In his short career as UCLA head coach, Steve Alford has led the team through seven Pac-12 road trips. The Bruins have yet to sweep a single one.
Their latest stumble might have been their most costly, a 64-62 loss at Cal that followed arguably the best three-game stretch of the season — one that moved them into a third-place conference tie. After knocking off then-No. 11 Utah, Colorado and Stanford, UCLA fell to a Bears squad that needed a 3-pointer at the beat last-place USC.
Here are the good things that happened: the Bruins (14-10, 6-5) took advantage of Cal’s soft interior, and fed Tony Parker for 20 points on 8-of-15 shooting; Kevon Looney tweaked the right hip he rehabbed this past offseason, but only sat out for about five minutes and finished with his 12th double-double of the season; in a road environment, UCLA kept the game close for the entire second half.
Here are the bad: the Bruins turned the ball over early, against a team that ranks among the worst in college basketball at forcing turnovers; their offense looked gassed again to end a second straight game; they gave up a bevy of 3-point shots, including two that cost them the game. Continue reading →
UCLA played stretches of good basketball and stretches of bad basketball, and bits of basketball that hung on little more than good fortune.
Somehow, it added up to a 69-67 win at Stanford on Thursday night, the Bruins’ first outside of Los Angeles since Thanksgiving weekend.
It was a victory that moved UCLA (14-9, 6-4) into third-place tie in the Pac-12, and one that represented the team’s first significant road win of the season. It was also one that saw the Bruins — who attacked and defended well through the middle swath of the game — melt down in the final minutes, going without a field goal after 5:19 after leading by as much as 22 points.
The Cardinal (15-7, 6-4) had a chance to win on Chasson Randle’s desperation heave at the buzzer but it clanked off, leaving Arizona and Utah looking like the only teams in the conference locked into NCAA tournament berths.
UCLA took control of the game late in the first half, and stayed in the driver’s seat for several minutes. The Bruins took its first double-digit lead with 4:57 left in the opening period, having gone on a 10-2 run in just over two minutes. They also held the Cardinal scoreless for well over five minutes, their zone scheme flustering the home squad. Continue reading →
UCLA Bruins (13-9, 5-4) vs. Stanford Cardinal (15-6, 6-3)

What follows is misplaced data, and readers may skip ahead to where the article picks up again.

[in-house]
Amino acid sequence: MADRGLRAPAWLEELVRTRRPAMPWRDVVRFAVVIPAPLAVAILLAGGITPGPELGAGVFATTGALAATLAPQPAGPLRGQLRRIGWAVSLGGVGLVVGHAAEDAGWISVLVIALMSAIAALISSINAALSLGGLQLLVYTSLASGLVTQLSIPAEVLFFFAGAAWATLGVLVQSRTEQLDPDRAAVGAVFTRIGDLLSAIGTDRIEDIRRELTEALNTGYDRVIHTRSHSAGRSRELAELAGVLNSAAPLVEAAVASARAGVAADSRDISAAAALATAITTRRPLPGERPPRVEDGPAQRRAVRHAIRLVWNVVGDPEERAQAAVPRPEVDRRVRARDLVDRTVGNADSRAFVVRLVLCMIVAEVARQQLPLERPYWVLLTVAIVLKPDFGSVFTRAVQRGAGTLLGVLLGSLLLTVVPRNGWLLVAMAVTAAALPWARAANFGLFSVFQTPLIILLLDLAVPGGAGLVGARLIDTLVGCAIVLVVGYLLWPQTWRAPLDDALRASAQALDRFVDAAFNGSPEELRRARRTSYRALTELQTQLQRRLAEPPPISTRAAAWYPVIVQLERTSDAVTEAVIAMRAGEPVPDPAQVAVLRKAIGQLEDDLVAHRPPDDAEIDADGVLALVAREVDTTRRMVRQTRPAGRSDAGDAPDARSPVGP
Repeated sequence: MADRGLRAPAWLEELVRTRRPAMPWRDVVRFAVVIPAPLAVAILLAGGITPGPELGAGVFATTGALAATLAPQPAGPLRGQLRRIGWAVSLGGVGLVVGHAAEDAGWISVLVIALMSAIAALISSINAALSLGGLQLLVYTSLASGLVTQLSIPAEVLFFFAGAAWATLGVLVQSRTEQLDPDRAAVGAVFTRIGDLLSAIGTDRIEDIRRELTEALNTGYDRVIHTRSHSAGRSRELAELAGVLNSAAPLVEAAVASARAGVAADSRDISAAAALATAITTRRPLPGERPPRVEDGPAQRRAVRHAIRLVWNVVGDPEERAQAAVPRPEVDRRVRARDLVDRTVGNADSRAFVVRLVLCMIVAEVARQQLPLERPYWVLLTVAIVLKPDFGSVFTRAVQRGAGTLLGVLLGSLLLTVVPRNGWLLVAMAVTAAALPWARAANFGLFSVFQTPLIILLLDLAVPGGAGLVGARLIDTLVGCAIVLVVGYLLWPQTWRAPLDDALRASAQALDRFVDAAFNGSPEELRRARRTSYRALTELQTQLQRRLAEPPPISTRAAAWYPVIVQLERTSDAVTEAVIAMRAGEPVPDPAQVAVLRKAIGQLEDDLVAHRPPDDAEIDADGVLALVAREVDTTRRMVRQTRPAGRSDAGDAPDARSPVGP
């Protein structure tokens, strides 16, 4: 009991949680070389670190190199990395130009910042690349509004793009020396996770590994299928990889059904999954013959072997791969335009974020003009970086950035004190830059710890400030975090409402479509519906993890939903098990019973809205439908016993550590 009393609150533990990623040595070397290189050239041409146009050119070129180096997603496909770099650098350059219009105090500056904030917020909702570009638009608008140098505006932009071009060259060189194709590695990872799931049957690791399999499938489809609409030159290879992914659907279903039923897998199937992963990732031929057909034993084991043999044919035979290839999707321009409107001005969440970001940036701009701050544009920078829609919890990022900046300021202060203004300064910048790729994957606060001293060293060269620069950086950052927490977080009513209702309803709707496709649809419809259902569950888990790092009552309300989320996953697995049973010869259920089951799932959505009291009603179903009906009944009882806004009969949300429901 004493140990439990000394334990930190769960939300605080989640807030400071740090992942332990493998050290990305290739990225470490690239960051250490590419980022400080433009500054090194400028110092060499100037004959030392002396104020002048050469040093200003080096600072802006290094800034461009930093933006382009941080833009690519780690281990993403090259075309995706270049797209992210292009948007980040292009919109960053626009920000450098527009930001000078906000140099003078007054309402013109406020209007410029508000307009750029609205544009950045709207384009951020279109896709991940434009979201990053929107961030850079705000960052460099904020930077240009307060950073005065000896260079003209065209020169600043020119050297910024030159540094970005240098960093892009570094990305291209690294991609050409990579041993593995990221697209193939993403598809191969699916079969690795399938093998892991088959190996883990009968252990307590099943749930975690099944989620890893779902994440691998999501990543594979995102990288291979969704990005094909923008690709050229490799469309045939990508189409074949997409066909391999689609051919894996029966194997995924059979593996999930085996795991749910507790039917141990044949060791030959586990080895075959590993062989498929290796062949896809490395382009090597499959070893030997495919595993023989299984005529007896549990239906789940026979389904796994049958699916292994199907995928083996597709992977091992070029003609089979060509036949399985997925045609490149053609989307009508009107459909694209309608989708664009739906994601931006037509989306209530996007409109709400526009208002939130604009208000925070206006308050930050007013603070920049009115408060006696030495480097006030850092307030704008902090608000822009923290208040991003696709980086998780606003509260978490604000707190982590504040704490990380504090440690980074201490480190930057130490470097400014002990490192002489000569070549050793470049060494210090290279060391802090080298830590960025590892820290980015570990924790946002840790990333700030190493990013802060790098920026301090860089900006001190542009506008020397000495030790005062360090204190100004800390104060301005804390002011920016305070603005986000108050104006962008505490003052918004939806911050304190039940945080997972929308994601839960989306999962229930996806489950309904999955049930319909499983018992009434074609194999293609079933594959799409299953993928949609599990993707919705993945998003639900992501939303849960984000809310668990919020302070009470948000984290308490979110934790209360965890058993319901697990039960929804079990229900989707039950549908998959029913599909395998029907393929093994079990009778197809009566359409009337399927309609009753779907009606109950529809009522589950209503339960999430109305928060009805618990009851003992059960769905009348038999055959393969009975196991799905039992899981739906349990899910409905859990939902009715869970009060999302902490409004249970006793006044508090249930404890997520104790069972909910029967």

Tipoff: Thursday, Feb. 5, 6:05 p.m., Maples Pavilion
TV: ESPN2 (Dave Fleming, Bill Walton)
Radio: AM 570 (Chris Roberts, Tracy Murray)
Scouting report: UCLA has won just one game outside of Los Angeles this season. Notching a victory at Stanford tonight would help preserve what slim chances at the NCAA tournament the Bruins have left.
Arizona is the most talented team in the conference, but the Cardinal would probably be the runner-up. (UCLA has better top-end talent, but Stanford has more depth.) Head coach Johnny Dawkins saved his job with a Sweet 16 run last season, and was also rewarded with what has been a Pac-12 Player of the Year type of season from Chasson Randle. The senior is a score-first guard, but he fills that role well and is scoring 20.8 points per game on 43.1 percent shooting. He also hits more than 40 percent from beyond the arc, and is averaging 3.4 rebounds and 2.8 assists.
Randle is also accompanied by fellow sharpshooters in Anthony Brown and Rosco Allen, both of whom can light it up from outside. UCLA did a poor job defending the perimeter, which seems to trace back to a philosophical flaw in Steve Alford’s playbook. The second-year head coach said last season that he isn’t as concerned with allowing 3-point attempts versus easy shots in the paint. That makes the Bruins susceptible to teams that get hot from downtown. Continue reading →
UCLA’s Tony Parker missed two games in January with back spasms, staying at home while the Bruins lost at Oregon State and Oregon. He returned against Utah and Colorado, but didn’t put up big numbers. The junior center talked to reporters on 2/3/15 about his recovery.